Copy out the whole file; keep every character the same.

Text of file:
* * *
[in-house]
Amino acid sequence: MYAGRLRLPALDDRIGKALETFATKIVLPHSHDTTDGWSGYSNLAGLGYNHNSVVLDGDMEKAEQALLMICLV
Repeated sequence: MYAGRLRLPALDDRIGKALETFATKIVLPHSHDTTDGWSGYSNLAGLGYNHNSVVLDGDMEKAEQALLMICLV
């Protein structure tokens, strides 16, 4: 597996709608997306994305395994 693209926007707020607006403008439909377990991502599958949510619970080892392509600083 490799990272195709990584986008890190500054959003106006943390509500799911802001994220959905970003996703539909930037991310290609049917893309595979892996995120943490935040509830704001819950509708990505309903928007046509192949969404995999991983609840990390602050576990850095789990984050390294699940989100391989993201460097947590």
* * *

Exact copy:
[in-house]
Amino acid sequence: MYAGRLRLPALDDRIGKALETFATKIVLPHSHDTTDGWSGYSNLAGLGYNHNSVVLDGDMEKAEQALLMICLV
Repeated sequence: MYAGRLRLPALDDRIGKALETFATKIVLPHSHDTTDGWSGYSNLAGLGYNHNSVVLDGDMEKAEQALLMICLV
């Protein structure tokens, strides 16, 4: 597996709608997306994305395994 693209926007707020607006403008439909377990991502599958949510619970080892392509600083 490799990272195709990584986008890190500054959003106006943390509500799911802001994220959905970003996703539909930037991310290609049917893309595979892996995120943490935040509830704001819950509708990505309903928007046509192949969404995999991983609840990390602050576990850095789990984050390294699940989100391989993201460097947590």